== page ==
I love how the world that Darcy lives in, the poverty that she experiences day after day is the back drop for the mystery of her mother’s disappearance. There’s more than meets the eye with both the island AND Darcy’s mother and North weaves the two together wonderfully. Nothing ever feels force or fake. Every word, every phrase is believable.

I loved Darcy and the way that North wrote her. She isn’t a super hero. She isn’t a super whiny teen. She’s an average girl who has to do above average things to get what she wants. And what she wants is to know what happened to her mother.

This isn’t a happy little story with a nice, happy little ending. Bad shit goes down. But not in a sensational way. Nothing is done for shock factor although there are some shocking things in America Pacifica.

This is a very nitty gritty dystopia, but it didn’t leave me feeling depressed. I think this is a testament to the talent of the writer. I will definitely be keeping an eye out for more from North.

In Leah’s Wake – Terri Giuliano Long

20 Sep

Publisher: Laughing Moon Publishing
Released: Feb 28th, 2010
Genre: Adult fiction
Review copy from author

The Tylers have a perfect life—beautiful home, established careers, two sweet and talented daughters. Their eldest daughter, Leah, an exceptional soccer player, is on track for a prestigious. Their youngest, Justine, more responsible than seems possible for her 12 years, just wants her sister’s approval. With Leah nearing the end of high school and Justine a seemingly together kid, the parents are set to enjoy a peaceful life…until everything goes wrong.

As Leah’s parents fight to save their daughter from a world of drugs, sex, and wild parties, their divided approach drives their daughter out of their home and a wedge into their marriage. Meanwhile, twelve-year-old Justine observes her sister’s rebellion from the shadows of their fragmented family—leaving her to question whether anyone loves her and if God even knows she exists.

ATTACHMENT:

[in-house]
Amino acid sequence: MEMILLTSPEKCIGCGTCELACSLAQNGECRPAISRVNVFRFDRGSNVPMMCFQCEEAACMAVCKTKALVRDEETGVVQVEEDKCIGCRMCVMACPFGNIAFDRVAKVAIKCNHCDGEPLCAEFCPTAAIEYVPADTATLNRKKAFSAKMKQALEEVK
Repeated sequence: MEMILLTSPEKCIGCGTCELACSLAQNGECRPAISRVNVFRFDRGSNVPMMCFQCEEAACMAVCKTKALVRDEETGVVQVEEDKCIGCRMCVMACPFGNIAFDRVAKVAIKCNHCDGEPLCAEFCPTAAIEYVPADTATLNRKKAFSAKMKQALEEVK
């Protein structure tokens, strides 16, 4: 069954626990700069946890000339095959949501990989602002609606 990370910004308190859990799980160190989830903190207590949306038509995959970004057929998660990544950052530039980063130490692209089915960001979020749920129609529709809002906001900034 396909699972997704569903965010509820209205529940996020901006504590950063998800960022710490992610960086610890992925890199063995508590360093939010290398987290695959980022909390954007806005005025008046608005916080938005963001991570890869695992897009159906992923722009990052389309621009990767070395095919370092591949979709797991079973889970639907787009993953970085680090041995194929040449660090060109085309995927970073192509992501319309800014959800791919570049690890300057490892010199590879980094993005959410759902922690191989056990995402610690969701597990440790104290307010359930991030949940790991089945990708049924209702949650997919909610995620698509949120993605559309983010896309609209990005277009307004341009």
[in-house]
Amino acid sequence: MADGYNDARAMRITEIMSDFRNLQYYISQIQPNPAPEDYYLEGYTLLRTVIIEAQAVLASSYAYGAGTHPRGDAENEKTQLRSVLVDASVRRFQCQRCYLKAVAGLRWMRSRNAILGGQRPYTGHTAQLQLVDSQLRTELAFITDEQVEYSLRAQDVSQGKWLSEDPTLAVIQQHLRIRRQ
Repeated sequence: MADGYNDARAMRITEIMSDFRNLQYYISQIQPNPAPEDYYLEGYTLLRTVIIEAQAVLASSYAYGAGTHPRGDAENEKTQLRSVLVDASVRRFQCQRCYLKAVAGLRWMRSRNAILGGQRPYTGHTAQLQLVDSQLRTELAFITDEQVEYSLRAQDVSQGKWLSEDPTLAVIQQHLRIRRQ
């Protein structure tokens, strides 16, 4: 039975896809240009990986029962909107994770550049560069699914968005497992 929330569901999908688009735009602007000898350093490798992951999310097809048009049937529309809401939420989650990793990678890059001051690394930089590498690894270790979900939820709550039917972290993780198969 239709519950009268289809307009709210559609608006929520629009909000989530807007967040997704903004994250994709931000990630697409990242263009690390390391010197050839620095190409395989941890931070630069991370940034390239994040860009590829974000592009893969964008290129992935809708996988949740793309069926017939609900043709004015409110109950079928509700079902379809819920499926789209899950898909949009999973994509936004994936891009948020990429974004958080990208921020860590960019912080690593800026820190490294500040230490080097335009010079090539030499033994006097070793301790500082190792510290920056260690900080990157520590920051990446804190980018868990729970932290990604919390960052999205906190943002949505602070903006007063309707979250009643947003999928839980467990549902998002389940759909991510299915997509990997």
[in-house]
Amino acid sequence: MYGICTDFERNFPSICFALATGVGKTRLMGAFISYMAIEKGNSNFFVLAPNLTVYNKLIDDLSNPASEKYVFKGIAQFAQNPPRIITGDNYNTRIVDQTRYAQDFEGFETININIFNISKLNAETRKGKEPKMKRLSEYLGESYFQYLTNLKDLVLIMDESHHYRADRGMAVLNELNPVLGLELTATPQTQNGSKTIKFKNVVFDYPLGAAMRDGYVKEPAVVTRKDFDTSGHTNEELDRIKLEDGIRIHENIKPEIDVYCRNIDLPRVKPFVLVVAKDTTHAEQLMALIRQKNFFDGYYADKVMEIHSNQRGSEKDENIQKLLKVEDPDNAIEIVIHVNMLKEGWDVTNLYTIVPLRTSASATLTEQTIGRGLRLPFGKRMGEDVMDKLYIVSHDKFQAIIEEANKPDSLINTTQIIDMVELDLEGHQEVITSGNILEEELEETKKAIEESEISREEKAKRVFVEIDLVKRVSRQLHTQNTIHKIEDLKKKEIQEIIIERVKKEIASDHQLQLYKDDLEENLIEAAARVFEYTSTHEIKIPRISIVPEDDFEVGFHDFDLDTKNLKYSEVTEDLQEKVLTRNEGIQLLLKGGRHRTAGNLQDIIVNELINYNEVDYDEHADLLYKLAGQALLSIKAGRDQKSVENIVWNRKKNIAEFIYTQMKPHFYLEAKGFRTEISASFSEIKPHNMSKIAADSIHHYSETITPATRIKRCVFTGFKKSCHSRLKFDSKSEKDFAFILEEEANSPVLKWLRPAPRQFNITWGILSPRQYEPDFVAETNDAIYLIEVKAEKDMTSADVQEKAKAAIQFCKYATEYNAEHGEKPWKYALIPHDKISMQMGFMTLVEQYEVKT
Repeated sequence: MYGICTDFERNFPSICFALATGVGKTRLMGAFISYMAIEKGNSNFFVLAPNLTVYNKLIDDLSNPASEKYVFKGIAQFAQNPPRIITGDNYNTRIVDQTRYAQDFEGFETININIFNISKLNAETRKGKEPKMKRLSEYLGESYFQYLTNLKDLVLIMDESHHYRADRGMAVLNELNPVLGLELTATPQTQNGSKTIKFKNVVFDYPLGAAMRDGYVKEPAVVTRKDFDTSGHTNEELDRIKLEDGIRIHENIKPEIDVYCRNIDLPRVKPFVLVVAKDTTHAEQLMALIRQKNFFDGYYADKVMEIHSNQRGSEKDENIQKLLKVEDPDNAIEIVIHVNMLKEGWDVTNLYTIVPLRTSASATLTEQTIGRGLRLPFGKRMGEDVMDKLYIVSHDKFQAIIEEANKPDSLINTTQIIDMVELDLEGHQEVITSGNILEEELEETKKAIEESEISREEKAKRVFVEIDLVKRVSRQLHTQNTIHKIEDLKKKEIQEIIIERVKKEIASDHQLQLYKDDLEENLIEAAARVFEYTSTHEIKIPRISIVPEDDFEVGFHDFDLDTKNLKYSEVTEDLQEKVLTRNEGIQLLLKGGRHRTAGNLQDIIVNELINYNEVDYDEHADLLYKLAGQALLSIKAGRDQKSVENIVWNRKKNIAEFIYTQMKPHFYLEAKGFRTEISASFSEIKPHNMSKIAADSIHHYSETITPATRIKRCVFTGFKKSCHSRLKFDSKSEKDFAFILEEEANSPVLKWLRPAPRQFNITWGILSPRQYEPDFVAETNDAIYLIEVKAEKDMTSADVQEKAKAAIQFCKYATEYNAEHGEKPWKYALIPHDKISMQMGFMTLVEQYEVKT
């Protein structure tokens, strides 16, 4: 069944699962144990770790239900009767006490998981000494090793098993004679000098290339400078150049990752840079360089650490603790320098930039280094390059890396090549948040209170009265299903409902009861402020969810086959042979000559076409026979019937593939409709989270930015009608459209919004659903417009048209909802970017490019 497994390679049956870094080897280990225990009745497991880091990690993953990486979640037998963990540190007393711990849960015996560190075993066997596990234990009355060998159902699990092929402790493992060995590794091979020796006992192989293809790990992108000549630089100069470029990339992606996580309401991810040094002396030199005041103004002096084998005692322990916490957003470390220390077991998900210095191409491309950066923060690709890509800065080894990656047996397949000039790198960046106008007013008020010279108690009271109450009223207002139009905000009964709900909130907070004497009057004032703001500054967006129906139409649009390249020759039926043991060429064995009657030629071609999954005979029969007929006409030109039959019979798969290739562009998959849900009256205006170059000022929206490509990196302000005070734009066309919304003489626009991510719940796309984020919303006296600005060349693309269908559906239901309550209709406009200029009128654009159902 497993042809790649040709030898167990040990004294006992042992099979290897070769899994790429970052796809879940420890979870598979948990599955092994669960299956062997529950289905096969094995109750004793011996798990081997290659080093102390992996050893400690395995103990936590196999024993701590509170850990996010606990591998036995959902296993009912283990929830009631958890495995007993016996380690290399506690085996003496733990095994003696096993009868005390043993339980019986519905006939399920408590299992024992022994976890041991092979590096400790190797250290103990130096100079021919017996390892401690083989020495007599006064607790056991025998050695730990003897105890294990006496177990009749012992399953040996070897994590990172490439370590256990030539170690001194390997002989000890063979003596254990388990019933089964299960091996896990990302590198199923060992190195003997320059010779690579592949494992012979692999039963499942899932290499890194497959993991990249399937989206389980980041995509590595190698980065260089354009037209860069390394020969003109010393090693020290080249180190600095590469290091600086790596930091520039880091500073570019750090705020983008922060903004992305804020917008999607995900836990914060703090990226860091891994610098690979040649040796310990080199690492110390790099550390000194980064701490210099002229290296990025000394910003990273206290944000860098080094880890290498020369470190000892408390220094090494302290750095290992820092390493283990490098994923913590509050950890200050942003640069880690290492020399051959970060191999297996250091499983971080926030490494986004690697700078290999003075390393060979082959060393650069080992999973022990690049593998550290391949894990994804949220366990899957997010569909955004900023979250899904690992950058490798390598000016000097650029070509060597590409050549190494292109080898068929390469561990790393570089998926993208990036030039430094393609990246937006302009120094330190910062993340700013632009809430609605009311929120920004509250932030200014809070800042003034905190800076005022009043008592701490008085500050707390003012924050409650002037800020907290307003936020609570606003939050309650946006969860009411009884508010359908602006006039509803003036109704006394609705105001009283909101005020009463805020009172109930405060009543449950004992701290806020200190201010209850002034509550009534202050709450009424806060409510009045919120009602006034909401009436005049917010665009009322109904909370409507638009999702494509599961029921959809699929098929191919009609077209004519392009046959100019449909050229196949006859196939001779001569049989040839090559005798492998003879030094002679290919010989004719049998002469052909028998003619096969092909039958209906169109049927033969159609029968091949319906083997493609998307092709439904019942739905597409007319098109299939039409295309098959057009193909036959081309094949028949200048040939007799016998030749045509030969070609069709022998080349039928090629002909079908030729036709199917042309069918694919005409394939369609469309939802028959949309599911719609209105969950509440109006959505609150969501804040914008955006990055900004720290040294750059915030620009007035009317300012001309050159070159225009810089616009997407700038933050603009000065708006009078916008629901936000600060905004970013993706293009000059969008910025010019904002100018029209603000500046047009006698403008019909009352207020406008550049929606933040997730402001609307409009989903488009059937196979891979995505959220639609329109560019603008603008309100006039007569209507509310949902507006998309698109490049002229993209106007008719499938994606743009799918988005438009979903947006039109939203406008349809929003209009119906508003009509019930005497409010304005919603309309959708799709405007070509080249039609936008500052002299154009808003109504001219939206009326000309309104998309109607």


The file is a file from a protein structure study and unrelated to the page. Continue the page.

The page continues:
Can this family survive in Leah’s wake? What happens when love just isn’t enough?

From the author’s website.

This book was one emotional roller coaster of a ride. This family is so fragmented and broken that at times it was awkward to read about. But the good kind of awkward, you know? The kind that most of us can identify with.

I really appreciated the fact that this was a true family drama. The author lets us see things from all perspectives and while there’s a lot of blame from different family members, it’s easy to see that the problems, the issues involve everybody. There really isn’t one person to blame.

With that being said, Leah is at the centre of most of the drama and problems with the family. But I didn’t feel that Leah was written in such a way that I was always thinking “Sheesh, teens!” There were often times that I felt a lot of empathy for Leah, even when she was wandering down a bad path and when she was being, well, obnoxious.  She was a well-rounded character, as were all the characters.

In Leah’s Wake surprised me. I wasn’t really sure what to expect, but what I got was a well-told story of relationships and families. I think anyone who enjoys a book where things get messy and the characters aren’t perfect will enjoy it. I did.

The Reluctant Journal of Henry K. Larsen – Susin Nielsen

18 Sep

Publisher: Tundra Books
Released: Sept 11th, 2012
Genre: YA contemp
Review copy from publisher

Thirteen-year-old Henry’s happy, ordinary life comes to an abrupt halt when his older brother, Jesse, picks up their father’s hunting rifle and leaves the house one morning. What follows shatters Henry’s family, who are forced to resume their lives in a new city, where no one knows their past. When Henry’s therapist suggests he keep a journal, at first he is resistant. But soon he confides in it at all hours of the day and night.